Dairy producers recognize the valuable role colostrum plays in raising calves. That first meal is truly instrumental in setting animals up for success.
The bar continues to rise when it comes to standards for colostrum quality and management for dairy calves. During Australia’s Growing Beef from Dairy Conference, University of Guelph’s Michael Steele noted that the same criteria for colostrum feeding should be used for dairy-beef crossbred calves, a population of animals that is growing in number.
“Keys for successful colostrum management are arguably just as important for these beef on dairy calves,” Steele said. As a rule, he said colostrum should have a Brix reading of at least 22 and at least 60 grams per liter of immunoglobulins (IgGs). “This is the colostrum we should be feeding these beef on dairy animals,” he stated.
The first colostrum meal should be fed within an hour of birth, which Steele noted is a benchmark not commonly met. He also encouraged producers to feed larger amounts, aiming for 10% of a calf’s body weight in colostrum consumption within the first 12 hours of life. “And if they can consume more than that by bottle, I would give it,” he added.
Cleanliness is also key. He said pasteurization is one option to deal with pathogen contamination, as is doing a better job with colostrum collection and storage.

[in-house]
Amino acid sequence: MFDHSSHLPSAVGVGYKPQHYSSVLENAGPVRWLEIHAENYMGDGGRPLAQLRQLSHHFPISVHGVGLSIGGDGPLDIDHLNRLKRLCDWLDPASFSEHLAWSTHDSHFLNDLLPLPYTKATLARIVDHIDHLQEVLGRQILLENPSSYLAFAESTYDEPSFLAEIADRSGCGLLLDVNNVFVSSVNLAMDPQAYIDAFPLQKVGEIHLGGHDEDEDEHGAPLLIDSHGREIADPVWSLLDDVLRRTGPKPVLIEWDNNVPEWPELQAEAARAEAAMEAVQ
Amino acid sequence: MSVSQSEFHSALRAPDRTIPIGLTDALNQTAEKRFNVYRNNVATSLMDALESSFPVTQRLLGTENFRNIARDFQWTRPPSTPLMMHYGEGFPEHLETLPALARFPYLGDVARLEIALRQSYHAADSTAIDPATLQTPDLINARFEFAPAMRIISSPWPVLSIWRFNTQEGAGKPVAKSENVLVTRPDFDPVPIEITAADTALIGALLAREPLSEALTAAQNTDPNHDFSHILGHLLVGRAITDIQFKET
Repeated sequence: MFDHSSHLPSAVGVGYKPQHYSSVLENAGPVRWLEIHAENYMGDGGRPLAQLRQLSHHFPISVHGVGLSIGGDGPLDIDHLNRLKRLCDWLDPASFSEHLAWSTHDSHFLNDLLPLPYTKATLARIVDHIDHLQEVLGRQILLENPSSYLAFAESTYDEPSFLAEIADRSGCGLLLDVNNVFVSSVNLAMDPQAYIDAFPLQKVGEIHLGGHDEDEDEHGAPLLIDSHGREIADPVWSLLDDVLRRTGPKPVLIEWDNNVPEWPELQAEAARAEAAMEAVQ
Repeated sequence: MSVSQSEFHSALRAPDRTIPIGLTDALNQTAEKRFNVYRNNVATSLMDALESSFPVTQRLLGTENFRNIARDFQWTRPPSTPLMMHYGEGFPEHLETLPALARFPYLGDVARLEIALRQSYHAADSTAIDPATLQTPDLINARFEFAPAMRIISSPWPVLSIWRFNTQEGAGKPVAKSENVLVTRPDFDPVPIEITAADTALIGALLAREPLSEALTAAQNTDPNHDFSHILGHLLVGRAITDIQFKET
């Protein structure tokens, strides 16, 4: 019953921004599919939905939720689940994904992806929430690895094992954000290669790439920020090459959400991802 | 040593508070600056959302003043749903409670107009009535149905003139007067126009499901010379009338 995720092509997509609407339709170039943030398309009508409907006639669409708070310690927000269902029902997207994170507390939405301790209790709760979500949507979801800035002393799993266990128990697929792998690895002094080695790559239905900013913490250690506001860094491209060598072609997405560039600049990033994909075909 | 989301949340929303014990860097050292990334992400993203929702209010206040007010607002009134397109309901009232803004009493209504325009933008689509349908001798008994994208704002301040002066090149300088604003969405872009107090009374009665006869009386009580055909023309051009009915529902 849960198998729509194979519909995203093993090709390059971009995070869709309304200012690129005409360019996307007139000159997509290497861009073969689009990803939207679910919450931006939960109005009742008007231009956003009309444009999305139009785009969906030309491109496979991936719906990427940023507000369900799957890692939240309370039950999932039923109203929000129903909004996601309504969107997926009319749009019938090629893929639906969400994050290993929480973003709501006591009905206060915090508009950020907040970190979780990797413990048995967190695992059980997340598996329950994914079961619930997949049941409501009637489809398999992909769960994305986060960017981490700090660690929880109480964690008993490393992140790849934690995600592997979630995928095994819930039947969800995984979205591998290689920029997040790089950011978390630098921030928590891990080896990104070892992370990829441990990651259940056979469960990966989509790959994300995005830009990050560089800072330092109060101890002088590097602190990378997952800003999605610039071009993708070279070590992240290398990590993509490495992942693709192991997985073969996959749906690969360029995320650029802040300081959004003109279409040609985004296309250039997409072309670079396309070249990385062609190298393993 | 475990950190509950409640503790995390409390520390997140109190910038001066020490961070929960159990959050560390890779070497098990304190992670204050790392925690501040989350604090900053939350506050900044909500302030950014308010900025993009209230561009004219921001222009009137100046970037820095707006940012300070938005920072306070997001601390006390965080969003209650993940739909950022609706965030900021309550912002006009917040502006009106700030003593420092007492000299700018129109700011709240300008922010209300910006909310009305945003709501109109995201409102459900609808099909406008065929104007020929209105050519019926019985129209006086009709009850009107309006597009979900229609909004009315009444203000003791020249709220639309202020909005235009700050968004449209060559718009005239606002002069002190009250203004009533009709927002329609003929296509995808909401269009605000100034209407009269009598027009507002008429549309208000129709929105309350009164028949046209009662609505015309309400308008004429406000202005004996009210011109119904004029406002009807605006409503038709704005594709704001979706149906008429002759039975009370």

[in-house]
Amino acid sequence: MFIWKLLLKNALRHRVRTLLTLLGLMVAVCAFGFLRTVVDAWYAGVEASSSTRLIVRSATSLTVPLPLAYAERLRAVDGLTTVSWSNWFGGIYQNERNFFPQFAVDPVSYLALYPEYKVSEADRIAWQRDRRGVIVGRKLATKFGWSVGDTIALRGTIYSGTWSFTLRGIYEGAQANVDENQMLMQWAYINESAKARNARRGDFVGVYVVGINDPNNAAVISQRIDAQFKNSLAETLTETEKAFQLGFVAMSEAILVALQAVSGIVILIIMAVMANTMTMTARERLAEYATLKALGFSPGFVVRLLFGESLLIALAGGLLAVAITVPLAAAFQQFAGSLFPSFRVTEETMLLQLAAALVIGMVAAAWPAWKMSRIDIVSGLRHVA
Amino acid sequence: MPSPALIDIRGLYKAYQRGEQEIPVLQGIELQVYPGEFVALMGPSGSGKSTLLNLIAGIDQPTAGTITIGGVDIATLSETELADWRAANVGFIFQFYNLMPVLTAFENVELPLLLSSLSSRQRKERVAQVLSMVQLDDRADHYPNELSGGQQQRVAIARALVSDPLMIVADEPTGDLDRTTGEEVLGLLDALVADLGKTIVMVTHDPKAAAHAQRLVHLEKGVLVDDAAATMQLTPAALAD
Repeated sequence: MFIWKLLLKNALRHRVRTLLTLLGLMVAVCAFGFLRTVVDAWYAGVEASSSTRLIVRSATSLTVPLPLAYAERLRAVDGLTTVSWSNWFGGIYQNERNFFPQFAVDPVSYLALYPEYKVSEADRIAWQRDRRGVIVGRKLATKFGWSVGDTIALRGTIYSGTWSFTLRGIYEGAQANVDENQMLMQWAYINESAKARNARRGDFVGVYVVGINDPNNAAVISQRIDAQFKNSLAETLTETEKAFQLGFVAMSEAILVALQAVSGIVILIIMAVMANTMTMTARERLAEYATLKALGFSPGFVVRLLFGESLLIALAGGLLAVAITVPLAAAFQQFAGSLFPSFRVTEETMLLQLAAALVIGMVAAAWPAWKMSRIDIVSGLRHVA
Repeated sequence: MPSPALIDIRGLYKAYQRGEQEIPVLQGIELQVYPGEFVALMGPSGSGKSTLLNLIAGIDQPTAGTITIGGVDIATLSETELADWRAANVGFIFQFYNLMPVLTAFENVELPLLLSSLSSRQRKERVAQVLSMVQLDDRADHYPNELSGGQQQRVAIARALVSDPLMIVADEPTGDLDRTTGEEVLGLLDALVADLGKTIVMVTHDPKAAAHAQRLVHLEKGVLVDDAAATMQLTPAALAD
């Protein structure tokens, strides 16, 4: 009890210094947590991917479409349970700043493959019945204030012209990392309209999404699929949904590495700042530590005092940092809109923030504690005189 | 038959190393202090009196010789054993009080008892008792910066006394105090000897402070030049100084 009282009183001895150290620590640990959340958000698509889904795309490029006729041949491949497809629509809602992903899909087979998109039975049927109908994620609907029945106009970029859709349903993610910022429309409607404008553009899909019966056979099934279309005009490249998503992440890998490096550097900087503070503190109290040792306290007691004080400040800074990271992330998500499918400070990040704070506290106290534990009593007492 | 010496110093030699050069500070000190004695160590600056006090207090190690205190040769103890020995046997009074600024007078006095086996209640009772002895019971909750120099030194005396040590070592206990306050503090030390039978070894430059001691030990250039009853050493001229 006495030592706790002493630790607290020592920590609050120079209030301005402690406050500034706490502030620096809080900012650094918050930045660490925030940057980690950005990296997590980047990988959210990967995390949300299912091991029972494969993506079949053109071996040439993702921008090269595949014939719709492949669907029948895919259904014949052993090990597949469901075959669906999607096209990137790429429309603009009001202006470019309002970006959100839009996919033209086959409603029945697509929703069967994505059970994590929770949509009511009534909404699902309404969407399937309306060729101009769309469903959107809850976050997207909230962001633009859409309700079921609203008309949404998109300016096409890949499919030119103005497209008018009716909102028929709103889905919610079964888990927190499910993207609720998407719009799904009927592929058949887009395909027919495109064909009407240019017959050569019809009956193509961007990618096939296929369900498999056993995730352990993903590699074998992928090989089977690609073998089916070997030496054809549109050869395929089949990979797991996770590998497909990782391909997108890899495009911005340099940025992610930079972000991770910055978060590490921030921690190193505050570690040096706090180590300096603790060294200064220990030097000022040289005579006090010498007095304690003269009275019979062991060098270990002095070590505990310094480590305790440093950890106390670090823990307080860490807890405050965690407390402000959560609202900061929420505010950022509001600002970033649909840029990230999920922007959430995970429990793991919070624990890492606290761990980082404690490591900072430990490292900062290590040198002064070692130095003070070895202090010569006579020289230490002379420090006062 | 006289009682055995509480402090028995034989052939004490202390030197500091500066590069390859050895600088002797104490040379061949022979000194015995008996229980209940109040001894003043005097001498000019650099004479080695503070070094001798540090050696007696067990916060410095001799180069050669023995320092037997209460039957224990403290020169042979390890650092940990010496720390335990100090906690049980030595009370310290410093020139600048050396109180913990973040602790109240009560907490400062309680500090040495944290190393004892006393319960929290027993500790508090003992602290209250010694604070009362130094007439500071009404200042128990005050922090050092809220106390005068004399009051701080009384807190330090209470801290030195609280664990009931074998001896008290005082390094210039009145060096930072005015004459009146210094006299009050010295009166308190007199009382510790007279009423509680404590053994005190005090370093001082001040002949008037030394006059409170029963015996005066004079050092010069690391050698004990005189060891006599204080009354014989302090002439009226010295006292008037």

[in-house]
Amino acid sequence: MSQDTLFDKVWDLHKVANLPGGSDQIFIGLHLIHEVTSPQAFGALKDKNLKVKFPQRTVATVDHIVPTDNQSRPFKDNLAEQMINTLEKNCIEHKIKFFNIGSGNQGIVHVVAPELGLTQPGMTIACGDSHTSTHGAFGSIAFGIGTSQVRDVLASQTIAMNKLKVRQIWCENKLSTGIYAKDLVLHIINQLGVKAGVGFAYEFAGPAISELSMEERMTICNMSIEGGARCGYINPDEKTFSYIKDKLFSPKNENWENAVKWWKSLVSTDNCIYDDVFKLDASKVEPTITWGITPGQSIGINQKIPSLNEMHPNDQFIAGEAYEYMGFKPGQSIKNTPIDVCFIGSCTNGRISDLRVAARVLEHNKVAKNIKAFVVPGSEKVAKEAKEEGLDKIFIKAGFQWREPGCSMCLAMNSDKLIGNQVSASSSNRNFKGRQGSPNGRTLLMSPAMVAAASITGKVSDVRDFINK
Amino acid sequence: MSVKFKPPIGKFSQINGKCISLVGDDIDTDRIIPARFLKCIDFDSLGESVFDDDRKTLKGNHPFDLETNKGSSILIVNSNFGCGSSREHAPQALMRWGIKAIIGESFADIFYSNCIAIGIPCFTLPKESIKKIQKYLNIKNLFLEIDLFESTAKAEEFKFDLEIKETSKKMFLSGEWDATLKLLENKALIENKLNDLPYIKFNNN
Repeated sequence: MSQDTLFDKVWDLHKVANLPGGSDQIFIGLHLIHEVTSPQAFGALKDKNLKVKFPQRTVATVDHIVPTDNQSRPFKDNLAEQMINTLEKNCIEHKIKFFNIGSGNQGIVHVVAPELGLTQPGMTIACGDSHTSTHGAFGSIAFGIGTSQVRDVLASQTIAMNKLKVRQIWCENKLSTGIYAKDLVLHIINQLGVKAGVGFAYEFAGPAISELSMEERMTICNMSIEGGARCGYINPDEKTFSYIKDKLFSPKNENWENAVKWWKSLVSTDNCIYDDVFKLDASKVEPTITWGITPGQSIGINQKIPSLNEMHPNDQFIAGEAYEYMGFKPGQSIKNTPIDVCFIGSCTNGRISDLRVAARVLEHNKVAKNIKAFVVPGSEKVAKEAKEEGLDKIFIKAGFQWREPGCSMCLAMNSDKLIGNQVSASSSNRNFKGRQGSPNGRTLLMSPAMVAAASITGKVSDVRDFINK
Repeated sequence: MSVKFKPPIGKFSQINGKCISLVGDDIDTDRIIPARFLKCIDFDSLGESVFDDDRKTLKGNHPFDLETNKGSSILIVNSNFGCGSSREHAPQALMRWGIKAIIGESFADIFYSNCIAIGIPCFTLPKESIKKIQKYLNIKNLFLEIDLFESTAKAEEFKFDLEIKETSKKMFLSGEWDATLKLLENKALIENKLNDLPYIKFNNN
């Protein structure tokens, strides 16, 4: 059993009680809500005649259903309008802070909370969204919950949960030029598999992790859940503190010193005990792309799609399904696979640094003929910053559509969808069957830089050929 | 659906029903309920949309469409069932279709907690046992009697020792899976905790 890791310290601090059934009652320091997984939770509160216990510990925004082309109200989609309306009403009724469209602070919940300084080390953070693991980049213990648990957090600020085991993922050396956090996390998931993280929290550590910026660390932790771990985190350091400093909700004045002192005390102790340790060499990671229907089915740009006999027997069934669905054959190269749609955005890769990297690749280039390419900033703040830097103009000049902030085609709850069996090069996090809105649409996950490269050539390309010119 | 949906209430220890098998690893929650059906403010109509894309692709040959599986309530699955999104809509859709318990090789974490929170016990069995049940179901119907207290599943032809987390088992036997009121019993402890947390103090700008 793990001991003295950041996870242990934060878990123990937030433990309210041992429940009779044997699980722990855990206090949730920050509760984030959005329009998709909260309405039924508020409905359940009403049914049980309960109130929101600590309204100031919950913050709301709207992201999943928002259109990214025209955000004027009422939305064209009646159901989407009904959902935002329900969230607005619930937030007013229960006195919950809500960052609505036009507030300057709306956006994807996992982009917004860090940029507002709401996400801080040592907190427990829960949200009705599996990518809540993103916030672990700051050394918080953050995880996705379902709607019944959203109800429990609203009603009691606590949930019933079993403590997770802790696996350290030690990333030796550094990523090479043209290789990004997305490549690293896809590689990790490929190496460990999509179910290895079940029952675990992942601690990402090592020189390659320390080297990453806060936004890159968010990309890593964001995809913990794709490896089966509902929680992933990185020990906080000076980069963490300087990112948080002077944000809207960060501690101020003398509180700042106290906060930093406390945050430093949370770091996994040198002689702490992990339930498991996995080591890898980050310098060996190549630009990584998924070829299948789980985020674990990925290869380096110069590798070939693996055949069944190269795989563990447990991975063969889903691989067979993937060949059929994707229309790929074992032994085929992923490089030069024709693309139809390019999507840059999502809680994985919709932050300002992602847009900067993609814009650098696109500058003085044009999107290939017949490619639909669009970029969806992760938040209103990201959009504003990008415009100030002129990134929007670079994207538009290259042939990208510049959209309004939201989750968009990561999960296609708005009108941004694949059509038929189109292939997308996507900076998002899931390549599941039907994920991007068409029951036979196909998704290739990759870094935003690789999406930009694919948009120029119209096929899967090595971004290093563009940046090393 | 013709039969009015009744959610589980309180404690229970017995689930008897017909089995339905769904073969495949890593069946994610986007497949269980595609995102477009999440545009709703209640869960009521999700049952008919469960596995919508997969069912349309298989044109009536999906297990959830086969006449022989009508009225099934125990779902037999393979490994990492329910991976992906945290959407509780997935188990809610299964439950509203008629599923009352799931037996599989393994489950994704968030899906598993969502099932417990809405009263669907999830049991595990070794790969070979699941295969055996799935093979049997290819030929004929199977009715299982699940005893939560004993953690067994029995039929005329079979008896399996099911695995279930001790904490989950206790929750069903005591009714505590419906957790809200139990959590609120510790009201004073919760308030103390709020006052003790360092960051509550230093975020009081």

While little research has looked specifically at dairy-beef crossbred calves, studies have shown that really poor colostrum feeding can lead to reduced average daily gain up to 180 days of age, which negatively impacts feed efficiency. These two factors are important when raising these animals for beef.
Beyond colostrum, Steele said to consider a higher plane of nutrition for these animals. “Before calves consume much starter, by about 4 weeks of age, there is a huge advantage to feeding more milk,” Steele explained. “When you feed more milk, you get very efficient growth off of it the first three to four weeks. We can’t capture that gain ever again.”
When it comes time for weaning, Steele recommended a stepped down program, particularly if calves have been fed greater amounts of milk. Calves should be weaned after 8 weeks of age; he said weaning earlier than that often backfires. A step-down protocol should span a two-week period, and multiple steps in the process would be better.
While the industry has more to learn about raising the calves that result from beef on dairy breedings, we know that nutritional programs early in life have long term impacts on animals, and dairy-beef crossbred calves are no exception. “We shouldn’t sleep on beef on dairy,” Steele stated.